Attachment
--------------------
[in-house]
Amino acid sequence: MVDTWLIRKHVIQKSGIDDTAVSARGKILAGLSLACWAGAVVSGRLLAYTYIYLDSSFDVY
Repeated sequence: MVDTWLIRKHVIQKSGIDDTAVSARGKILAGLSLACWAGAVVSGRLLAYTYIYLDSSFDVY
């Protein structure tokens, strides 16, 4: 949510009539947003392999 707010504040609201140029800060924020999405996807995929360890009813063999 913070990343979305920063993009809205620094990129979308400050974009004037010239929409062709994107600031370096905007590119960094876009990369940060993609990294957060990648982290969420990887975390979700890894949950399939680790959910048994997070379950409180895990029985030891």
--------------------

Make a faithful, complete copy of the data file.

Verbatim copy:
[in-house]
Amino acid sequence: MVDTWLIRKHVIQKSGIDDTAVSARGKILAGLSLACWAGAVVSGRLLAYTYIYLDSSFDVY
Repeated sequence: MVDTWLIRKHVIQKSGIDDTAVSARGKILAGLSLACWAGAVVSGRLLAYTYIYLDSSFDVY
């Protein structure tokens, strides 16, 4: 949510009539947003392999 707010504040609201140029800060924020999405996807995929360890009813063999 913070990343979305920063993009809205620094990129979308400050974009004037010239929409062709994107600031370096905007590119960094876009990369940060993609990294957060990648982290969420990887975390979700890894949950399939680790959910048994997070379950409180895990029985030891």